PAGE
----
I can confirm that the quality of the after sales support offered to our customers is of paramount importance to the Miele organisation. Whilst we make every effort to ensure that all of our components are of the highest quality, we cannot guarantee that breakdowns will not occur in individual instances, as even with careful use and regular operator maintenance, parts can fail or wear out from time to time.  However, we are confident that following the repair to your appliance, your machine should give you many years of satisfactory, trouble-free service.

We are constantly reviewing and updating our processes and procedures to offer the best service to our customers and as a result your comments will be used as part of our ongoing service auditing programme.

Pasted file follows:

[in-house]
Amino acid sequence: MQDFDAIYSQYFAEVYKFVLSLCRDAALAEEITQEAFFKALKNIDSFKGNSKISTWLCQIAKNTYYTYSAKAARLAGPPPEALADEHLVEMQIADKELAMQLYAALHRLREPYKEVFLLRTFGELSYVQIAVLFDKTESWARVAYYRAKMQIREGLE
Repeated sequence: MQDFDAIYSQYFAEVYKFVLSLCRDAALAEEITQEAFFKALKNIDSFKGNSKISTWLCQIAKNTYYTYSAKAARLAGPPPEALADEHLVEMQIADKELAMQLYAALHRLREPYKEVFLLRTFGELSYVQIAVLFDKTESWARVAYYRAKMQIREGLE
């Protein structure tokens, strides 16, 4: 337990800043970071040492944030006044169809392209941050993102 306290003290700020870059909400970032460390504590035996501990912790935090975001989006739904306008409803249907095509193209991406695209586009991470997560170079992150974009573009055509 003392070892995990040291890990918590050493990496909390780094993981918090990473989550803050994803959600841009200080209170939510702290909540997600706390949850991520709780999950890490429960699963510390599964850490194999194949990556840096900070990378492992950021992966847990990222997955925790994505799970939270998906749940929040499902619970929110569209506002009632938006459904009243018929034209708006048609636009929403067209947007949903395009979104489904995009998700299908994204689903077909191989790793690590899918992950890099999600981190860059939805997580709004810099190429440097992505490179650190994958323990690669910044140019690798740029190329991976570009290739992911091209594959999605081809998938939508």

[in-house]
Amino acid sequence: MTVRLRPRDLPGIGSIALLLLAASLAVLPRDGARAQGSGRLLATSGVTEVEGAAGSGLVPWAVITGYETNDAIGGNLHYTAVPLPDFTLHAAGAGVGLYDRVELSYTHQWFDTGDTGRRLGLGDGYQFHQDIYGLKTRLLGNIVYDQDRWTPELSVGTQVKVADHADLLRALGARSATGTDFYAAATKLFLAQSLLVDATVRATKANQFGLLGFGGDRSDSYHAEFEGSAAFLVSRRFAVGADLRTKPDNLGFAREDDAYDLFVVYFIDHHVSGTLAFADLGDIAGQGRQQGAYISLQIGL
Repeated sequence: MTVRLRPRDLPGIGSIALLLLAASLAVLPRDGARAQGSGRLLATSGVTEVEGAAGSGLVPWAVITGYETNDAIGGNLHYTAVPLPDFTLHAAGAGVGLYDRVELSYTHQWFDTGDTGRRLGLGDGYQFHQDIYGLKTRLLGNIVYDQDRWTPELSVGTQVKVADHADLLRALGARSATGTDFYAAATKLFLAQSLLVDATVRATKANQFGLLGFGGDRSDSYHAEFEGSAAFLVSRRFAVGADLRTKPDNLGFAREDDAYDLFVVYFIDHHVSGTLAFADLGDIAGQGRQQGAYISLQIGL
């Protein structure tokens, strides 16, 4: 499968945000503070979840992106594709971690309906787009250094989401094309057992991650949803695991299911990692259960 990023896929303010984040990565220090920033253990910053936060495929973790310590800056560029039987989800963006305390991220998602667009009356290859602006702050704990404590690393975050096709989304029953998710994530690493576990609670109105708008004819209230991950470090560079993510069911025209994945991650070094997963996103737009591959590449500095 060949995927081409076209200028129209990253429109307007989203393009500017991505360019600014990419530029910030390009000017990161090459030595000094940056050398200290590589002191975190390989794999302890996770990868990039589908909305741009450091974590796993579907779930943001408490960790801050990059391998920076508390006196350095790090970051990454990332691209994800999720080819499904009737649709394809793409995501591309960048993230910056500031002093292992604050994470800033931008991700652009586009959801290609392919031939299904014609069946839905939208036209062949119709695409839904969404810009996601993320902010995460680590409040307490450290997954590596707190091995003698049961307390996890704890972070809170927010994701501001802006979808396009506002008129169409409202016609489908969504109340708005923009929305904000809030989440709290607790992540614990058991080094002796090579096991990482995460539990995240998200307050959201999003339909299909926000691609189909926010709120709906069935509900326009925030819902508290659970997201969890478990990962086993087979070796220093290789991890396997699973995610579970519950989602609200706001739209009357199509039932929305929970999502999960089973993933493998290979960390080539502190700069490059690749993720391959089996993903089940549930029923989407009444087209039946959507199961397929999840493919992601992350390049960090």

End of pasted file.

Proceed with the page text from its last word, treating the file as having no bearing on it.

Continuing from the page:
We wouldn’t be able to do this repair free of charge due to the age of the appliance.

I’ve replied to them with the following:

Apologies taking so long getting back to you.

I’ve pasted the text of my receipt from the Co-Op below. Here is my address and the serial number of the machine as requested.

For your reference I’ve also included a photo of the exploded chip.

You say “the quality of the after sales support offered to our customers is of paramount importance to the Miele organisation”. In the light of my recent experience, I find those nice words rather hollow. Your website boasts that your machines are tested for “20 years equivalent usage”. Failing in less than five years is not something a customer should have to pay for. It seems you’re unwilling to stand by your bold claims of quality and reliability.